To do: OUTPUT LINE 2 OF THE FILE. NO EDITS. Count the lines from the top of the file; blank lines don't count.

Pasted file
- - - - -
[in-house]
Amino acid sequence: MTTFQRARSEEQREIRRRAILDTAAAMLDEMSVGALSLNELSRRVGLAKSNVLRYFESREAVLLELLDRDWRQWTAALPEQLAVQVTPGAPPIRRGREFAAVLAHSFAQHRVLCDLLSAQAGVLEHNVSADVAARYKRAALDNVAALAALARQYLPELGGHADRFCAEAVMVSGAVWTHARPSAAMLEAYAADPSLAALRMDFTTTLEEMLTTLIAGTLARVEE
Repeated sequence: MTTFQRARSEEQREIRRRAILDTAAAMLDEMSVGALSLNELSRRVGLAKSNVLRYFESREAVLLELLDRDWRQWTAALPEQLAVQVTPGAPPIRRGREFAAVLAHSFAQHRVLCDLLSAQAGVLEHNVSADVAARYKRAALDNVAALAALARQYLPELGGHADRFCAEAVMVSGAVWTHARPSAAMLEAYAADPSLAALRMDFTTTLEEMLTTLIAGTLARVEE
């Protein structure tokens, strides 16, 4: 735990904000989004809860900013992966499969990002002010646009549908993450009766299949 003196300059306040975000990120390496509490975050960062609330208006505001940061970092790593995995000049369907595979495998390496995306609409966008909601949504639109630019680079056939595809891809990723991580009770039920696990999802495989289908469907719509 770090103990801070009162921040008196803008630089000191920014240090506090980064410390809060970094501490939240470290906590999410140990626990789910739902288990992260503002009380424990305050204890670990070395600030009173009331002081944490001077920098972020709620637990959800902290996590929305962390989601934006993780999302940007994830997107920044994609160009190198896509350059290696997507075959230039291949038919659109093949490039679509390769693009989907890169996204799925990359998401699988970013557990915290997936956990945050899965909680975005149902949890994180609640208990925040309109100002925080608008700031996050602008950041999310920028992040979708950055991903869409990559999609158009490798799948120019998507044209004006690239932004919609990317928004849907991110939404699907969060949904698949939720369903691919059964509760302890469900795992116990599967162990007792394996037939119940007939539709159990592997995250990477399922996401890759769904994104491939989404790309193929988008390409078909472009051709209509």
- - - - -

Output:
Amino acid sequence: MTTFQRARSEEQREIRRRAILDTAAAMLDEMSVGALSLNELSRRVGLAKSNVLRYFESREAVLLELLDRDWRQWTAALPEQLAVQVTPGAPPIRRGREFAAVLAHSFAQHRVLCDLLSAQAGVLEHNVSADVAARYKRAALDNVAALAALARQYLPELGGHADRFCAEAVMVSGAVWTHARPSAAMLEAYAADPSLAALRMDFTTTLEEMLTTLIAGTLARVEE